Only people who live this can teach this. Our twenty-year journey has sometimes been intense, more often filled with laughter and tales of the absurd. We have taken each other seriously by learning to live where the heart uncovers pain. Without formal words, we have tapped into the yearning of the soul.
When the question about an ‘interview’ reached Jesus, he replied: ‘The hour has come for the Son of Man to be glorified.’ With the outsider pressing to belong to God’s family, Jesus knew that that the old world of exclusion, caste, ritual purity and taboo has passed. The coming of the outsider was the moment of Jesus’ ‘glory’.
As the years have passed my own sense of this Jesus has changed radically. I acknowledge the variety of insights we share; indeed the Greeks who came to see him long ago must have had many conflicting opinions on who he was. Just read chapters 10, 11 and 12 for yourself and you will face the many opinions that circulated then about Jesus. What did he mean when he said he was ‘the Son of God’? In the face of the death of his friend Lazarus, why did he seem so impotent: ‘Could not he who opened the eyes of the blind, have kept this man from dying?’ And even when Lazarus astonishingly appeared before his friends, some greeted this with skepticism and made it a cause to plot Jesus’ downfall.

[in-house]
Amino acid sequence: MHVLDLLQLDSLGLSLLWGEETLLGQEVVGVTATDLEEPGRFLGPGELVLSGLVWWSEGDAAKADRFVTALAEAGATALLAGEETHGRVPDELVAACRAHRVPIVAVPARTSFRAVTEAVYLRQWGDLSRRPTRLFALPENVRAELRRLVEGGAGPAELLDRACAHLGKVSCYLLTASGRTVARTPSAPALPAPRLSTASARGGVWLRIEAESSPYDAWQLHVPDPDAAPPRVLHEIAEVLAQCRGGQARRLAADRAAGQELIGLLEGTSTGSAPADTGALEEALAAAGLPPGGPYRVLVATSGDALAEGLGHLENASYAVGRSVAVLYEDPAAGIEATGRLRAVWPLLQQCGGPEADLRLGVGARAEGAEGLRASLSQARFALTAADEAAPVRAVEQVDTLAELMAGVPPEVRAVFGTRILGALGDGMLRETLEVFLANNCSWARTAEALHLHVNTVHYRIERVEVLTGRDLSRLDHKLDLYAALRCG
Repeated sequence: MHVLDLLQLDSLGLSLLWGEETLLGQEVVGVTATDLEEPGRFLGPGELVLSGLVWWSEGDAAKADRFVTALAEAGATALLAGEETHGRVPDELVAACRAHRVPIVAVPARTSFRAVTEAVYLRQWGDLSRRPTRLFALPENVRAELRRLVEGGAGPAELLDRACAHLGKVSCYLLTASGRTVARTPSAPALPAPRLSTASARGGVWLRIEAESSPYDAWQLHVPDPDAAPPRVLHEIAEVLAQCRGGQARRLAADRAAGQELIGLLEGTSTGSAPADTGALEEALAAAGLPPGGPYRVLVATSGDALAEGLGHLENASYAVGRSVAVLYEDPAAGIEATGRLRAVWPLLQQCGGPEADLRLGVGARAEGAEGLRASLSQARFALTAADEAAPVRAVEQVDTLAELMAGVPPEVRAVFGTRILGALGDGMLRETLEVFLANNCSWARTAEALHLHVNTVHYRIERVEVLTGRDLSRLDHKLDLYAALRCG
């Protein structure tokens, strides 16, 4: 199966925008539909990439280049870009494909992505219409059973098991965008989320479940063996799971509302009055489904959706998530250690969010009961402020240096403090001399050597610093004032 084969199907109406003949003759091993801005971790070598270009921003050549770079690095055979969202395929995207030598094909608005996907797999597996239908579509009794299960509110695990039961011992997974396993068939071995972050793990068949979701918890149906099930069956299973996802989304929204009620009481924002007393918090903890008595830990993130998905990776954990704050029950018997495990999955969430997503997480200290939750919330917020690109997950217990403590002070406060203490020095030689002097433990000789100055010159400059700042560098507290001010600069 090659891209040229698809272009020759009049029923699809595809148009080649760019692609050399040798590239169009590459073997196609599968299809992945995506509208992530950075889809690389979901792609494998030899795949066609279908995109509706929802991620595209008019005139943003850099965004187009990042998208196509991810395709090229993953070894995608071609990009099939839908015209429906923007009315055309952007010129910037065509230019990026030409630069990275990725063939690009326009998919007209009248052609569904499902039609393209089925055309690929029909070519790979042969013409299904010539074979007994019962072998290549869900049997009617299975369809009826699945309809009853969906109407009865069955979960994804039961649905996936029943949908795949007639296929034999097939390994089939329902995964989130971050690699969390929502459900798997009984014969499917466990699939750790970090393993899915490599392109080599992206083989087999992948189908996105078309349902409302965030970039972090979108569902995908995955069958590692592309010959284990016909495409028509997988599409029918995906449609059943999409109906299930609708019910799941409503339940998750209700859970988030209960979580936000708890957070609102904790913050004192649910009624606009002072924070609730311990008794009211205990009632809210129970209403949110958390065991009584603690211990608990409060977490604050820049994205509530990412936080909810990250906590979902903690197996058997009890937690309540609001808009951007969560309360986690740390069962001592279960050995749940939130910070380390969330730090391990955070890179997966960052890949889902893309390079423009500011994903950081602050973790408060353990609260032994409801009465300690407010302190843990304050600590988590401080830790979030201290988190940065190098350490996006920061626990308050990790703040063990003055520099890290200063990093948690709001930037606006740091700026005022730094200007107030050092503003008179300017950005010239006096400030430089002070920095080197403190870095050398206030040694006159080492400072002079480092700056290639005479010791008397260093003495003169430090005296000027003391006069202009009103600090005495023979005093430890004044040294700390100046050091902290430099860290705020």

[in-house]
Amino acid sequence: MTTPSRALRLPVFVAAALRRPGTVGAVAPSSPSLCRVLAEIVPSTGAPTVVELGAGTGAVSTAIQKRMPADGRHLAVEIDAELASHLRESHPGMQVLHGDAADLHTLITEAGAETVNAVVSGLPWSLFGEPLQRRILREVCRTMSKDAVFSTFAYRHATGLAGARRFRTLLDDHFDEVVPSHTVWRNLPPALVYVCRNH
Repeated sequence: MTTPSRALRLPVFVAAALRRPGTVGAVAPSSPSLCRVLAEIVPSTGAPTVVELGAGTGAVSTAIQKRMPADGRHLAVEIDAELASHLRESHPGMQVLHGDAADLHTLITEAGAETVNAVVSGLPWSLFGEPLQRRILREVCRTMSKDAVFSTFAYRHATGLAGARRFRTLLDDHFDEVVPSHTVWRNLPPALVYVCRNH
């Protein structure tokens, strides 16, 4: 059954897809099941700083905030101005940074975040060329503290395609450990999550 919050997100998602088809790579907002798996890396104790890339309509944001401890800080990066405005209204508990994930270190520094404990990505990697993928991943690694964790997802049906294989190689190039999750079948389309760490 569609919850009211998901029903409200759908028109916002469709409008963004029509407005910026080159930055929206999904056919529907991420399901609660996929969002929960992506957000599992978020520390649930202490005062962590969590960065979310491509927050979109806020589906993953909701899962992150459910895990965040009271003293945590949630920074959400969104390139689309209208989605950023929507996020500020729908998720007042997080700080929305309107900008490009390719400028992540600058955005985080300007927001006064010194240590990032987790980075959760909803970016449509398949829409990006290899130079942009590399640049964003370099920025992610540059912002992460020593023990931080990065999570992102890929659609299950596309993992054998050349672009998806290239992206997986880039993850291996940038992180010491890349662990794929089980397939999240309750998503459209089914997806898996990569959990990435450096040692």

No, he keeps eluding our definitions and that is the wonderful feature of the Gospel. We can’t contain Jesus. He bursts out of our boundaries of what is acceptable, even of what is godly. He embraces people we wouldn’t want to keep company with – calls them his friends and tells us that of such is God’s Kingdom. John and I know only too well the many street people who found themselves in the strong embrace of God and understood the passion of this enigmatic man Jesus.
When you ask Jesus to define himself, he enigmatically replies ‘Son of Man’. There is a history to this title that must have challenged some of Jesus’ hearers to wonder how political and world-affirming he might be. Others interpreted the words as some super-human conqueror. But his meaning to the ordinary unchurched outsider seems abundantly clear. He is man – he is all that I long to be. No, he’s not a man as I live the term – divisive, divided, uncertain, locked in my own abyss of failure and incompleteness. He is the man I want to become, the man I spend all my days seeking for.
WE WISH TO SEE JESUS EVEN IN LIFE’S DECAY
And when I reach out to take hold of his sort of man, he challenges me to the depth of my being. He calls me to live in a new way by showing me the pattern of his own life: ‘Truly, truly, I say to you, unless a grain of wheat falls into the earth and dies, it remains alone; but if it dies, it bears much fruit.’ That disturbs my complacency and upsets all my plans. He is going to awaken my imagination to new possibilities and lead me to fresh discoveries I never thought possible.